Variations in the quantum efficiency of a detector from one pixel to its nearest neighbors are sure to occur on SNAP. These small-scale, pixel-to-pixel variations within a single chip are the major component of what is commonly called "flatfielding corrections."
We can determine the corrections easily: take an image using an internal lamp source which illuminates the entire focal plane nearly uniformly. The document Options for Placement of Flatfield Sources (Scholl, 19 May 2004) describes how one might use LEDs for this purpose. A series of lamp exposures will yield very accurately the relative QE on the smallest scales; say, over scales of less than a few tens of pixels (= a few arcseconds). We can then correct the variations in the usual way: divide target images by a normalized version of the flatfield image.
Now, it is surely true that the internal lamp will not illuminate the focal plane uniformly, nor in exactly the same manner as starlight coming through the optics. By using lamp flatfields to correct target images, we will introduce systematic errors into the photometry derived from those "corrected" frames. However, the additional "starflat" corrections described below will remove these errors.
One very interesting question is "which lamp(s) should be used for these exposures?" Blue lamps? Red lamps? A mixture of the two? Should different lamp exposures be used to correct images taken with different devices or filters? I do not have the answers to these questions.
Required observations: a series of exposures with the internal lamps.
A single detector will often have significant large-scale variations in its quantum efficiency. By "large-scale", I mean "over many tens or hundreds of pixels", or "over signficant fractions of its entire extent." In addition to any which are intrinsic to the device, we will add this sort of variation when we divide images by the lamp flatfield images.
We can use "starflats" to identify these errors. The basic idea, as described by Manfroid (1995) or van der Marel (2003), is to take a series of exposures of a starfield, moving the telescope in a grid pattern so that each star is measured at many locations on a single chip. One can fit a model to the variations in observed magnitude as a function of position.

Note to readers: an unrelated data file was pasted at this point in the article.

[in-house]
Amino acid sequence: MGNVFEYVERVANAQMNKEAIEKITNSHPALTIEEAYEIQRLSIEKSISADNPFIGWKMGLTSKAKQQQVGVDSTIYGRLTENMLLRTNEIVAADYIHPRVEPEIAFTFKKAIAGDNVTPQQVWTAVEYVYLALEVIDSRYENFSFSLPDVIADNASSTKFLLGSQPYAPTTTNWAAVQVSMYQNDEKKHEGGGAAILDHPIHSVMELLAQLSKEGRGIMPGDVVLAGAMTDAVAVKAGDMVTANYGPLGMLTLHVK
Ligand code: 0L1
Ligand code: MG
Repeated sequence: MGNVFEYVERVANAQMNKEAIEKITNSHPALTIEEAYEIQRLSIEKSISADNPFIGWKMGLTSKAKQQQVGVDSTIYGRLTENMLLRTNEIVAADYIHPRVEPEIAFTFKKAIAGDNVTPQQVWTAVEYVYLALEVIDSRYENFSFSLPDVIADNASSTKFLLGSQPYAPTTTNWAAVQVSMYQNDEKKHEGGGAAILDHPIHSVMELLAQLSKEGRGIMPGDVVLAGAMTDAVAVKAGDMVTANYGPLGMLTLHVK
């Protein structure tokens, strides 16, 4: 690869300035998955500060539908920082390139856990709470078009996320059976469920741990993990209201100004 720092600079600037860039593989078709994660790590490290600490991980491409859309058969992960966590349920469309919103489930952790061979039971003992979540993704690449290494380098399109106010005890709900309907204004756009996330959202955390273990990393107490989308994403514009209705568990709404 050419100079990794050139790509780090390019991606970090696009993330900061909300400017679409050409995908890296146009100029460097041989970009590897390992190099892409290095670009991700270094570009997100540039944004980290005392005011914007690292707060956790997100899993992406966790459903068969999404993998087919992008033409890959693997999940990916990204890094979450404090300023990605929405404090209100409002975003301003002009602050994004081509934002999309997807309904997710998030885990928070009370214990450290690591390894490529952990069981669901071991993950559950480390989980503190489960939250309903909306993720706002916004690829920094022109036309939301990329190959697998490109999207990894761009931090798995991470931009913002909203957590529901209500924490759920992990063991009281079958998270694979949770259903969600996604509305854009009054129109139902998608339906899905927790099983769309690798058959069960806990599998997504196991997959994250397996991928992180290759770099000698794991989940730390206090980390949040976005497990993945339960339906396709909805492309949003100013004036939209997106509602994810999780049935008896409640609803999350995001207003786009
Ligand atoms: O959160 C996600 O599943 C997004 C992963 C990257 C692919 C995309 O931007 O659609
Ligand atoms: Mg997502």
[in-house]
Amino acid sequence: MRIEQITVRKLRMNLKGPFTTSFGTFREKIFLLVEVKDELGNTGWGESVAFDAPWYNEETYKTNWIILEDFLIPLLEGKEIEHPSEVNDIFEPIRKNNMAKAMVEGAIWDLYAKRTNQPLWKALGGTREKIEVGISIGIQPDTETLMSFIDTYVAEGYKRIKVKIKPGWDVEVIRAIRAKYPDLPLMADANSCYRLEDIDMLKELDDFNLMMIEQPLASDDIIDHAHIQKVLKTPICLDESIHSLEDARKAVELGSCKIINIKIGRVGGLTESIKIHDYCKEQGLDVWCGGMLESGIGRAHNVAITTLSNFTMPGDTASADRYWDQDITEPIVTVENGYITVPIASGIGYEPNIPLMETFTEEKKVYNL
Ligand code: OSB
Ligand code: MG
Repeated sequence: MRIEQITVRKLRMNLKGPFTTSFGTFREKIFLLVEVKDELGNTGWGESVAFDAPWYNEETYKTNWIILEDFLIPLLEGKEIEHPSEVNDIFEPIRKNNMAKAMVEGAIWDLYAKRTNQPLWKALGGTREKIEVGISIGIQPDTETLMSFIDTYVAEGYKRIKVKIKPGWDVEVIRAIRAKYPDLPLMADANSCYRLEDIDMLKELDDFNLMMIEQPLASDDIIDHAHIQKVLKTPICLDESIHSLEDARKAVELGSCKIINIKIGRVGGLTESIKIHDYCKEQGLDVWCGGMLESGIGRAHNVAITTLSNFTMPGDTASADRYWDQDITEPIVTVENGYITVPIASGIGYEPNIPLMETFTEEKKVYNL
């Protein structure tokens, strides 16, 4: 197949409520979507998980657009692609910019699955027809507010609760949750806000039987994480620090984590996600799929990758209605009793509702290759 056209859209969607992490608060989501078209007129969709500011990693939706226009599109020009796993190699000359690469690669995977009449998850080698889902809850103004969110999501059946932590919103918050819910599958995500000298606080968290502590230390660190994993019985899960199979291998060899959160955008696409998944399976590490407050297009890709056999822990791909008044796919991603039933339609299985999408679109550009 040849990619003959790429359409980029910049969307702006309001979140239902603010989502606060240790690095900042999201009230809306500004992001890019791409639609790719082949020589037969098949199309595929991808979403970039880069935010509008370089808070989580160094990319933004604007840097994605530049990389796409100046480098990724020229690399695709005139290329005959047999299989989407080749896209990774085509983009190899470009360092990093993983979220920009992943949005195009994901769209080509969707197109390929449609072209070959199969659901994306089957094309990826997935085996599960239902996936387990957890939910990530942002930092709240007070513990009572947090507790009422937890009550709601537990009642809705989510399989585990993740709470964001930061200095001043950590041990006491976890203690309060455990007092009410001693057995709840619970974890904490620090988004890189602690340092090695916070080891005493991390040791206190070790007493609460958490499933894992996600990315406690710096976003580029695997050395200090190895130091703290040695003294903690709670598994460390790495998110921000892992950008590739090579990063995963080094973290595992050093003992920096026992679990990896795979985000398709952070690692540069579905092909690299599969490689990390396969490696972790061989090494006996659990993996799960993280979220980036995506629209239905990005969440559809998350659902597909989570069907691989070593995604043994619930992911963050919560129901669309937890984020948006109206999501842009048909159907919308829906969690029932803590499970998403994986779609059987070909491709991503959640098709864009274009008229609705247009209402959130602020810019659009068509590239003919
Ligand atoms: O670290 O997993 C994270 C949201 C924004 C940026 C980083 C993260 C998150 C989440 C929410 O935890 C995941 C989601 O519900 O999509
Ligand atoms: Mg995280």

Manfroid states that a 3x3 or 4x4 grid of measurements of a field of 10-20 stars yields excellent results. On the SNAP focal plane, each detector subtends roughly 0.01 square degrees. Using these counts of stars near the SNAP North field, I calculate the following cumulative statistics for number of stars falling on a single detector or filter (the optical CCDs may have 4 filters covering the quadrants of a single chip):
stars stars V mag range per chip per filter (1/4 chip) --------------------------------------------------------- 14.0 - 17.0 7 2 15.0 - 18.0 11 3 16.0 - 19.0 15 4 17.0 - 20.0 22 6 18.0 - 21.0 35 9 19.0 - 22.0 60 15 20.0 - 23.0 89 22 ----------------------------------------------------------
If we require 20 stars per chip (filter) to appear in a typical grid image, this suggests we concentrate on stars in the range from V = 17-20 (20-23). Calculations of the signal-to-noise ratio in SNAP images indicate that a star of magnitude V=20 will have S/N=100 in an exposure of roughly 100 seconds.